August 25, 2016 By Mark Campbell 2 min read

As cloud application adoption continues to grow, IT organizations can garner significant insights from their cloud activity. Not only is it imperative to see activity from cloud applications that have generally been approved, but it is also hugely important to understand the usage of unapproved cloud applications. This is typically referred to as shadow IT.

Like other operation expenses, cloud application usage, or lack thereof, can have a significant impact on an organization’s bottom line. Understanding which applications employees are actively using — both approved and shadow — is key to maximizing operational efficiency.

Getting the Most Out of Your CASB

Many organizations have implemented a cloud access security broker (CASB) to help in their efforts to harness shadow IT. CASBs are extremely helpful in this regard since most do a good job of showing all the applications in use. However, this detailed visibility offers some additional benefits that companies often overlook.

1. Consolidation of Services

The ease of adoption and procurement of cloud apps enables lines of businesses and individual employees to adopt cloud applications faster than the enterprise. As a result, there are often pockets of cloud application users across the business, each potentially unaware of what the others are doing. At a macro level there can be redundant services, multiple service contracts and higher price points. Using a CASB, you can garner insights from all the applications in use throughout the organization.

A typical example is an organization using multiple file sharing applications. Visibility into the usage of each app can help the organization standardize on a single solution that best addresses the business requirements. Once the standard has been decided upon, additional efficiencies, such as single sign-on tools, can be implemented to simplify and encourage usage.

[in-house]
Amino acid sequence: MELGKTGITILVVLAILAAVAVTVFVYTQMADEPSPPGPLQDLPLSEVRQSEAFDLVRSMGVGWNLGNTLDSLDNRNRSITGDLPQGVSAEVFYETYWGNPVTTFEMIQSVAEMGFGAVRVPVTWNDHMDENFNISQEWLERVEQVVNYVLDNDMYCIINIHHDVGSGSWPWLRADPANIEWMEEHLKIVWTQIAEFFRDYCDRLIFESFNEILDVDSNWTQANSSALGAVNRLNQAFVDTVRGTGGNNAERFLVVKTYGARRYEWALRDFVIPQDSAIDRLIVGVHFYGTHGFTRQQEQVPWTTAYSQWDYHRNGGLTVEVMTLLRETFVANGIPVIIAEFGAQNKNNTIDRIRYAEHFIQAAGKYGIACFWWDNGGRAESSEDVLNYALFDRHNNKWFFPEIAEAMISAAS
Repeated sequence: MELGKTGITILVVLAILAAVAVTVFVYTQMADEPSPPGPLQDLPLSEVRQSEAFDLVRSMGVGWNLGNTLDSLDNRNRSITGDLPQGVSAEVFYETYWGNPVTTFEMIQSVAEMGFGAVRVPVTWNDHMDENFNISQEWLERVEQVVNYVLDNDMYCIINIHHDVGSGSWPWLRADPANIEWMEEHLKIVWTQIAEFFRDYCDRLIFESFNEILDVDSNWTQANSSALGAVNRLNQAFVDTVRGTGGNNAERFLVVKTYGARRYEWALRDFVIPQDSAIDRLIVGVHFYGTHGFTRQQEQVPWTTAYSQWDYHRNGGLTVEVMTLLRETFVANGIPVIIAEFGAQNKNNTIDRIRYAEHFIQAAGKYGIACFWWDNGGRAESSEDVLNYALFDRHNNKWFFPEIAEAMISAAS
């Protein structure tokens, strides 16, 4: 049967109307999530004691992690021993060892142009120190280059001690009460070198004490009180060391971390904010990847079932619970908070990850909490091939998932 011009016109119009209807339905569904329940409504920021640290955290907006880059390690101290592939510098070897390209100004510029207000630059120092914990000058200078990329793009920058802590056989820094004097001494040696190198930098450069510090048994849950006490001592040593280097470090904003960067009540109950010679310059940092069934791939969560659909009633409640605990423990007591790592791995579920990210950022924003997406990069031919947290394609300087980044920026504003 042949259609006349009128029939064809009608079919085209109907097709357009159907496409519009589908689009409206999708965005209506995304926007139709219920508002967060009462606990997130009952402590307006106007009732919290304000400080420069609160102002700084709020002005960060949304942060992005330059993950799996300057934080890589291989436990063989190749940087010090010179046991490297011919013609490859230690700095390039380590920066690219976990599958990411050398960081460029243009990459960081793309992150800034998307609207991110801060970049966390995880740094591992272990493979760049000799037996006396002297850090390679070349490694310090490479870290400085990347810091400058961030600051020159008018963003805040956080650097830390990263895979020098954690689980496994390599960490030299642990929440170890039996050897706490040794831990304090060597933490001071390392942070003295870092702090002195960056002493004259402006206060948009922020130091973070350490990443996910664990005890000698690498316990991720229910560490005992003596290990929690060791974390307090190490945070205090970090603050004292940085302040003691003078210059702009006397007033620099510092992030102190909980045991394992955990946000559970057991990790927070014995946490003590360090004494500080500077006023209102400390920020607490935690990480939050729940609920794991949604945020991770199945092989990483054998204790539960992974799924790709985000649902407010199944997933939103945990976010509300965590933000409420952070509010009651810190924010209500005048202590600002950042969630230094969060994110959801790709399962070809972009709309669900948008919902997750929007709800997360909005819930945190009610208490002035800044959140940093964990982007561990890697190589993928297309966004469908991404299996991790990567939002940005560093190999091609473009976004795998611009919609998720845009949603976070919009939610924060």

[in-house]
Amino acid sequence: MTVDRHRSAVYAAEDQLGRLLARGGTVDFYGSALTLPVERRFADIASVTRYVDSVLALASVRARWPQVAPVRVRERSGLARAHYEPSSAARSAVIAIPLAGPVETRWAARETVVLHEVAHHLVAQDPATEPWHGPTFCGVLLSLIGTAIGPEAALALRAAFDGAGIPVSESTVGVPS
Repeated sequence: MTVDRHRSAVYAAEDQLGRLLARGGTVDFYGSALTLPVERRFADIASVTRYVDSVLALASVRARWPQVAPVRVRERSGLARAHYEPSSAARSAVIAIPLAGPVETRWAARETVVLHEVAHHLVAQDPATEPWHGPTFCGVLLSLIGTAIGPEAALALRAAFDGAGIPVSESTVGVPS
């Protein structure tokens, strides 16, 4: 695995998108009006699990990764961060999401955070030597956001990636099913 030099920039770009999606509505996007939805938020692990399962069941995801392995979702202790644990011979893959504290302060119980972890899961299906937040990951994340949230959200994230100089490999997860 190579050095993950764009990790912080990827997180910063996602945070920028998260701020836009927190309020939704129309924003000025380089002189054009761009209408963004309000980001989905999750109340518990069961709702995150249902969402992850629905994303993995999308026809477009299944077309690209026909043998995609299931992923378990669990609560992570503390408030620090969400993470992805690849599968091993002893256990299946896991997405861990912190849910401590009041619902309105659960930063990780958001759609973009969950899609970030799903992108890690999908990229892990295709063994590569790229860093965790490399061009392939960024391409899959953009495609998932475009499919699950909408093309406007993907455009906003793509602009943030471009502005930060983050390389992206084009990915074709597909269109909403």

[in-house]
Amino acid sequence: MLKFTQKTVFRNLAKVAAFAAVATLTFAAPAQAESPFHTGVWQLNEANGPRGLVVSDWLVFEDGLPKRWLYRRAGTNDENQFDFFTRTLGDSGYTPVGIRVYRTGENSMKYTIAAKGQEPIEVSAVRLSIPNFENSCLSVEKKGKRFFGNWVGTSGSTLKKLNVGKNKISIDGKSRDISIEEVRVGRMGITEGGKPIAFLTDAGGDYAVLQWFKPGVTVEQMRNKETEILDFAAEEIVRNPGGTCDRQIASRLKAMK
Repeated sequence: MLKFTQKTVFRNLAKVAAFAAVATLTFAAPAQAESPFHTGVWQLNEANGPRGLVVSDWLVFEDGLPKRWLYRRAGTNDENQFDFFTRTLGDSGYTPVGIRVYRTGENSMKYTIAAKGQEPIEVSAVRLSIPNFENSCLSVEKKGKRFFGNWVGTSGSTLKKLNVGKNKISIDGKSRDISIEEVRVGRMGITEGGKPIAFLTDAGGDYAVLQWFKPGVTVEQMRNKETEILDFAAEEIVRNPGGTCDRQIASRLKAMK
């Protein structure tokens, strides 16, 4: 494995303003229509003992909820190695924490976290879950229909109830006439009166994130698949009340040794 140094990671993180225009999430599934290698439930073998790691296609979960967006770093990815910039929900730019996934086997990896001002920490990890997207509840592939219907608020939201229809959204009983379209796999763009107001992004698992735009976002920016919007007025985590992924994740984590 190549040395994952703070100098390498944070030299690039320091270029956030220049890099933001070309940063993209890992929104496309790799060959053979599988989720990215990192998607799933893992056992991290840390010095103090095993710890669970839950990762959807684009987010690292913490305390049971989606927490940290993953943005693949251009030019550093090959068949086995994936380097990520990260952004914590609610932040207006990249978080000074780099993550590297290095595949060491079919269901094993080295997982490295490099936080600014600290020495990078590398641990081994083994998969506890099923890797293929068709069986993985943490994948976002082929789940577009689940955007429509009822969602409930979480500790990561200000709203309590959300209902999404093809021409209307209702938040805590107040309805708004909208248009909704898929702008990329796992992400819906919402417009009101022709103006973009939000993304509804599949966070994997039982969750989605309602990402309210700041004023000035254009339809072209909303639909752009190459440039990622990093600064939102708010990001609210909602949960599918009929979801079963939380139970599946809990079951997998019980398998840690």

2. Lower Operational Costs

By standardizing on a single service, contractual efficiencies can also be realized in the form of site licenses or a lower cost per account that can only be achieved with the buying muscle of the IT department. Under the auspices of the IT department, additional governance can be implemented to simplify deployment and add governance controls. Just-in-time provisioning can help employees get up and running faster. The auxiliary governance capabilities help keep subscription numbers in check while also reducing application misuse that could potentially put the organization at risk.

Just as IT can help negotiate better pricing for organizationwide usage, the reverse is also true. A CASB that’s monitoring application usage and activity can help find oversubscribed applications. In these cases, IT can work with the service provider to reduce the number of licenses and associated costs.

3. Propel the Business

The third benefit of a CASB is helping IT understand the business needs. Understanding what the customer wants, like in any business, is vital to being successful; in this case, employees are the customers for the IT department.

A CASB can reveal the applications that employees — or entire teams — are using to be more efficient in the workplace. Applications for team collaboration (e.g., Slack) or business intelligence could be highly prevalent in business units. Visibility into these applications and their usage can provide insights into the organization’s needs, which in turn can help IT deliver what the business wants and better align with business requirements to become more agile and efficient.

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